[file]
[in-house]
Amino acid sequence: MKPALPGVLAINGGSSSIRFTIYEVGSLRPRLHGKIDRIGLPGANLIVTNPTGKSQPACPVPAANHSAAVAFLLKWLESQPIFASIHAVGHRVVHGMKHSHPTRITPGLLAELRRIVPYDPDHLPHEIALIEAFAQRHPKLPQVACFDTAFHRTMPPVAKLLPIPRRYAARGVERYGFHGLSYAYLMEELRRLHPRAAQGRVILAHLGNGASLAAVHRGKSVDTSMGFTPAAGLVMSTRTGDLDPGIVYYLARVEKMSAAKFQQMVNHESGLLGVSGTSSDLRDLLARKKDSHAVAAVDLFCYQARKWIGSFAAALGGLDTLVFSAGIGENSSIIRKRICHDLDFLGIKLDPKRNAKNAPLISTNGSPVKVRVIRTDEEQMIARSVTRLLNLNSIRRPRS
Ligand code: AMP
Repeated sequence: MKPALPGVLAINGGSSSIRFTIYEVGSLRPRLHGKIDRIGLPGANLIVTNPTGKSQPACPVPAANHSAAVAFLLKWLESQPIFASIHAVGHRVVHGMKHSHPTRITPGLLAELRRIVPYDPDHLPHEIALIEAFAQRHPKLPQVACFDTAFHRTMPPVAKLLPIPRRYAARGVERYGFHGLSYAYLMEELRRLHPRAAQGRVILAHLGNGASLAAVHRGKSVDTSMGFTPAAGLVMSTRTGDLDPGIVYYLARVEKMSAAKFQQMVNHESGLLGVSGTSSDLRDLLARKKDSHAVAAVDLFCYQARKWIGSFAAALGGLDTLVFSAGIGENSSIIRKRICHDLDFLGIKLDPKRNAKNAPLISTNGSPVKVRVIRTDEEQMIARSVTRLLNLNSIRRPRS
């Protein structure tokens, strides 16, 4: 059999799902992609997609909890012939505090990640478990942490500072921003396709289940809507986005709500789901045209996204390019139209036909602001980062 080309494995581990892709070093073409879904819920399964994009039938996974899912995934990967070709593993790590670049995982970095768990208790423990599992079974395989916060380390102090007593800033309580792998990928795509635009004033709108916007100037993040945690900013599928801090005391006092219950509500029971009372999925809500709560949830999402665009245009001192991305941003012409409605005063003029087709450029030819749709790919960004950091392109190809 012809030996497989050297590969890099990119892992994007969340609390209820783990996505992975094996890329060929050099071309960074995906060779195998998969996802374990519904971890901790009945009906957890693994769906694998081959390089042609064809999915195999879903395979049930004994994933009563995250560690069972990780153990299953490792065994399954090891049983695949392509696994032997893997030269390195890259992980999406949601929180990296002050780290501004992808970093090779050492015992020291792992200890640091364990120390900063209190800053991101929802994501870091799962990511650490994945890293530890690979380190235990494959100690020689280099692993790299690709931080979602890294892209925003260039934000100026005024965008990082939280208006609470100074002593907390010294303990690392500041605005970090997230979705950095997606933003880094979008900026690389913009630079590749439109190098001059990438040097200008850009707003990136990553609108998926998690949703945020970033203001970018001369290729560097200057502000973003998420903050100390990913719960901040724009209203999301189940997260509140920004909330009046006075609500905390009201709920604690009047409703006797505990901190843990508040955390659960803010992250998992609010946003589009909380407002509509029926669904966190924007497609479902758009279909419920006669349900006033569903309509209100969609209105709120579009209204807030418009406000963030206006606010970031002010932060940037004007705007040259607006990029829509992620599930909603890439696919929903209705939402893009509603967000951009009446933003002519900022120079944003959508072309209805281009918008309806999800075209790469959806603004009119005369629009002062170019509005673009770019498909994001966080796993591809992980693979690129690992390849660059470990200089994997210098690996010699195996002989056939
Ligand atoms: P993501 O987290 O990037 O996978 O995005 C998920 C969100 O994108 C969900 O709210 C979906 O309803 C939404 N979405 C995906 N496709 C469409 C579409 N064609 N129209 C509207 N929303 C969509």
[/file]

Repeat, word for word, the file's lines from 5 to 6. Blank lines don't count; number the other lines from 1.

């Protein structure tokens, strides 16, 4: 059999799902992609997609909890012939505090990640478990942490500072921003396709289940809507986005709500789901045209996204390019139209036909602001980062 080309494995581990892709070093073409879904819920399964994009039938996974899912995934990967070709593993790590670049995982970095768990208790423990599992079974395989916060380390102090007593800033309580792998990928795509635009004033709108916007100037993040945690900013599928801090005391006092219950509500029971009372999925809500709560949830999402665009245009001192991305941003012409409605005063003029087709450029030819749709790919960004950091392109190809 012809030996497989050297590969890099990119892992994007969340609390209820783990996505992975094996890329060929050099071309960074995906060779195998998969996802374990519904971890901790009945009906957890693994769906694998081959390089042609064809999915195999879903395979049930004994994933009563995250560690069972990780153990299953490792065994399954090891049983695949392509696994032997893997030269390195890259992980999406949601929180990296002050780290501004992808970093090779050492015992020291792992200890640091364990120390900063209190800053991101929802994501870091799962990511650490994945890293530890690979380190235990494959100690020689280099692993790299690709931080979602890294892209925003260039934000100026005024965008990082939280208006609470100074002593907390010294303990690392500041605005970090997230979705950095997606933003880094979008900026690389913009630079590749439109190098001059990438040097200008850009707003990136990553609108998926998690949703945020970033203001970018001369290729560097200057502000973003998420903050100390990913719960901040724009209203999301189940997260509140920004909330009046006075609500905390009201709920604690009047409703006797505990901190843990508040955390659960803010992250998992609010946003589009909380407002509509029926669904966190924007497609479902758009279909419920006669349900006033569903309509209100969609209105709120579009209204807030418009406000963030206006606010970031002010932060940037004007705007040259607006990029829509992620599930909603890439696919929903209705939402893009509603967000951009009446933003002519900022120079944003959508072309209805281009918008309806999800075209790469959806603004009119005369629009002062170019509005673009770019498909994001966080796993591809992980693979690129690992390849660059470990200089994997210098690996010699195996002989056939
Ligand atoms: P993501 O987290 O990037 O996978 O995005 C998920 C969100 O994108 C969900 O709210 C979906 O309803 C939404 N979405 C995906 N496709 C469409 C579409 N064609 N129209 C509207 N929303 C969509």